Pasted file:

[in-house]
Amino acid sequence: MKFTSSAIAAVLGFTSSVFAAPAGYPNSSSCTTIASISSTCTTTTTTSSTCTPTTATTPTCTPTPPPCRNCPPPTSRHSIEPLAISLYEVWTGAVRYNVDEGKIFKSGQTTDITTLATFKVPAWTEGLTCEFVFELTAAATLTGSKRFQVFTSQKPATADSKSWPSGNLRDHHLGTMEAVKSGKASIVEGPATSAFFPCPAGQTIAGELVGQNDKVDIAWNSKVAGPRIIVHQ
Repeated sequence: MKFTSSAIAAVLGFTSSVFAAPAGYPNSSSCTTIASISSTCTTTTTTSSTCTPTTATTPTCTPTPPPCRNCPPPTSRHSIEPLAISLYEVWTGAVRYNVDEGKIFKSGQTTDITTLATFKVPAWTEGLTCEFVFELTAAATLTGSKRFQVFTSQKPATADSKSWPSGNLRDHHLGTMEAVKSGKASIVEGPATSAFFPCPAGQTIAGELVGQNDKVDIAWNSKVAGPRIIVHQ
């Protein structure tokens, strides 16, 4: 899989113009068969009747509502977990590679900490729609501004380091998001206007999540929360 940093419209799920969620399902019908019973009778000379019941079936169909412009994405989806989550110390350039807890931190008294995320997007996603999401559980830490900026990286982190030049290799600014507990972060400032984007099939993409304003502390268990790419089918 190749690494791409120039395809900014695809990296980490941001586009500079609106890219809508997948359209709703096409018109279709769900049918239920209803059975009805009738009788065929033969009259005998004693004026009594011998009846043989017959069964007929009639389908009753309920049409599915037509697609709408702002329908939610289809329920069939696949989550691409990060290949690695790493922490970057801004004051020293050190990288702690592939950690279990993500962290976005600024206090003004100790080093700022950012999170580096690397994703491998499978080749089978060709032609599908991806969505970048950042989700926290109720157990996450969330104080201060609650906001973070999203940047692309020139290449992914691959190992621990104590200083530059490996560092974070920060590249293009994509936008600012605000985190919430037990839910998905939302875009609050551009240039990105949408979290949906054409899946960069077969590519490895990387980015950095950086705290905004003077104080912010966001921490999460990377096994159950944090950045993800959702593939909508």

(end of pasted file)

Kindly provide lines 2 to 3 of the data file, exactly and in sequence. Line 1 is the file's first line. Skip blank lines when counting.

Amino acid sequence: MKFTSSAIAAVLGFTSSVFAAPAGYPNSSSCTTIASISSTCTTTTTTSSTCTPTTATTPTCTPTPPPCRNCPPPTSRHSIEPLAISLYEVWTGAVRYNVDEGKIFKSGQTTDITTLATFKVPAWTEGLTCEFVFELTAAATLTGSKRFQVFTSQKPATADSKSWPSGNLRDHHLGTMEAVKSGKASIVEGPATSAFFPCPAGQTIAGELVGQNDKVDIAWNSKVAGPRIIVHQ
Repeated sequence: MKFTSSAIAAVLGFTSSVFAAPAGYPNSSSCTTIASISSTCTTTTTTSSTCTPTTATTPTCTPTPPPCRNCPPPTSRHSIEPLAISLYEVWTGAVRYNVDEGKIFKSGQTTDITTLATFKVPAWTEGLTCEFVFELTAAATLTGSKRFQVFTSQKPATADSKSWPSGNLRDHHLGTMEAVKSGKASIVEGPATSAFFPCPAGQTIAGELVGQNDKVDIAWNSKVAGPRIIVHQ